• Georgie Smith

What to Know BEFORE Going to a Cattle Auction



Cattle auctions are thrilling.


Sawdust, donuts and a cup of tepid coffee. Multiple sales rings, fast-talking auctioneers and restless, bawling cows. Bids coming fast and furious.


It's auction day and it's easy to get caught up in the auction adrenaline! Before you know it, you're coming home with two adorable Jersey bull calves you didn't even mean to bid on. Thank goodness they're small and will fit in the back seat because you didn't bring the trailer!


Cattle auctions can be a great place to make purchases for your growing farm and ranch. But, they can also encourage an "oops" moment or impulse buy you'll end up regretting. Before you leave for your first cattle auction, it's prudent to understand how auctions work and keep a few "golden rules" in mind.


Different Types of Cattle Auctions


Typically, auction houses hold "regular sales" and "special sales" auctions.


Regular sales are usually held each week (or month) at a specific date and time. They attract all different types of animals. You may see dairy bull calves or dairy cull cows, finished beef, dairy replacement heifers or even starter herds. You'll also typically see other animals, like sheep, goats, poultry and even rabbits. Regular sales tend to be a crapshoot for what's there, which isn't helpful if you're looking for something specific, but prices can be reasonable.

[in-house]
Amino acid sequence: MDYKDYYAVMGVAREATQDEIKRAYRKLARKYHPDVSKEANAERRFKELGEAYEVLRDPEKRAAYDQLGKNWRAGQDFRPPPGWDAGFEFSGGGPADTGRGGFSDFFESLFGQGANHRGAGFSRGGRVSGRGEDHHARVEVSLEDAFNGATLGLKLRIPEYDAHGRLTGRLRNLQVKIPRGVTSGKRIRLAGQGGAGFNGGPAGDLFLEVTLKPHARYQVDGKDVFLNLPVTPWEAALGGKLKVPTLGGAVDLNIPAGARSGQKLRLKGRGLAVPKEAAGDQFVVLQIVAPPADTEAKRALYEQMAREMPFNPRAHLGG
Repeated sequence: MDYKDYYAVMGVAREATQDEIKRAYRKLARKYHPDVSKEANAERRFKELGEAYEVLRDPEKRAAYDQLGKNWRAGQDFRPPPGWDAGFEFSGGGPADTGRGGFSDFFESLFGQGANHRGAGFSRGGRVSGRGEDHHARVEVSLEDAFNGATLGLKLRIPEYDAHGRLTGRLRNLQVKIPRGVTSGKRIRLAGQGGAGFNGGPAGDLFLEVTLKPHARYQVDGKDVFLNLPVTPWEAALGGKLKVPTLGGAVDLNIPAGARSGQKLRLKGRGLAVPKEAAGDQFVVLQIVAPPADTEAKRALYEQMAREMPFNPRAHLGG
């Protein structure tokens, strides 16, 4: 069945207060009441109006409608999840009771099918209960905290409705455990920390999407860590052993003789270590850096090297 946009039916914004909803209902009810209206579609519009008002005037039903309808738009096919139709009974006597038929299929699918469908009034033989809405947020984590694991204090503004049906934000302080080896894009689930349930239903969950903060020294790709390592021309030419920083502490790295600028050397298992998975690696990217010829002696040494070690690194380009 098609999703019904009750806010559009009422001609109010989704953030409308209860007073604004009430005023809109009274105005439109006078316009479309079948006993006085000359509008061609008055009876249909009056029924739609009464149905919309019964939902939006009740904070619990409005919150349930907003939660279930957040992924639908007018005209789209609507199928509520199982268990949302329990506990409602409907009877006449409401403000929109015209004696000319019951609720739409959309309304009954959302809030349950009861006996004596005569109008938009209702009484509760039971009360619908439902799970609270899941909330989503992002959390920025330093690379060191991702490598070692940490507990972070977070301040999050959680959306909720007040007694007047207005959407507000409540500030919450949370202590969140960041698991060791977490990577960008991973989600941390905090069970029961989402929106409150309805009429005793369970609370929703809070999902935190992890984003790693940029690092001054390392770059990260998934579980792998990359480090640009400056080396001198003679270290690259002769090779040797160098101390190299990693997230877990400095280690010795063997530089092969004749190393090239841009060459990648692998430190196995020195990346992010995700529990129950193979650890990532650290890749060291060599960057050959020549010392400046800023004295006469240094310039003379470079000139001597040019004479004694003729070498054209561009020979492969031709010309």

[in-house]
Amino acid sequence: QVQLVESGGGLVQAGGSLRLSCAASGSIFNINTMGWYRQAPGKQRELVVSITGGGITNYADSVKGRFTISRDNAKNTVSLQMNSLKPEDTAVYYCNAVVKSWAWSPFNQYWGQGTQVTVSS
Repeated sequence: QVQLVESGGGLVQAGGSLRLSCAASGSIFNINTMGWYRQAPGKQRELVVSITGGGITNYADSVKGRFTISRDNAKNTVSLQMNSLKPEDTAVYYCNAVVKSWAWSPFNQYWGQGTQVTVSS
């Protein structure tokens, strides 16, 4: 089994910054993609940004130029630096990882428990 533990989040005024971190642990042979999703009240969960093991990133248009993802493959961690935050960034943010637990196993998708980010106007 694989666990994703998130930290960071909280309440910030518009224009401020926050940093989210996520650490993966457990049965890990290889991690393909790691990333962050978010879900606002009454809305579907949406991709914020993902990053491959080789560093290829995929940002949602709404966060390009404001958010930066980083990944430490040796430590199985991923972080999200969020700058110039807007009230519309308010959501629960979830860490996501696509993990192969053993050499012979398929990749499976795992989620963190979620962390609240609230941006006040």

Special sales are set at times by the auction house and advertised. Sellers usually know they are coming up, so they will save animals specific for that sale. If you are looking for higher-quality beef cattle for a starter herd, attend a beef cattle special sales auction.


The other type of cattle auction worth paying attention to is breed-specific auctions. These are held by breed organizations and are an excellent place to purchase superior genetic animals. These auctions are typically held in regional areas on a rotating basis. Some of the rarer breeds might have only one auction a year. To learn about these auction opportunities, follow the breed organizations you are interested in.


Know What You are Looking for Before You Go to a Cattle Auction


Having a plan and doing your research before you go to auction can't be said enough! That auction "adrenaline" has sucked in many a buyer "just going to look" into coming home with a flock of chickens and an angora rabbit of dubious quality.


Think carefully about what livestock your farm needs, what your budget is and give yourself permission to walk away with NO purchases made. If you're buying cattle, make sure you understand what your goals are.


If you're looking to purchase a starter herd, be picky! What breed or type of cow you want? What traits are you looking for? Are the animals you would be purchasing worthy of breeding stock? How do they fit your breeding goals? Check out our post "Livestock Best Breeding Practices" for more information.


Always keep your ultimate goal in mind and weigh that against your auction options (and budget!). To get an idea of cattle prices, check the USDA's auction reports from across the country. Although this list doesn't usually inc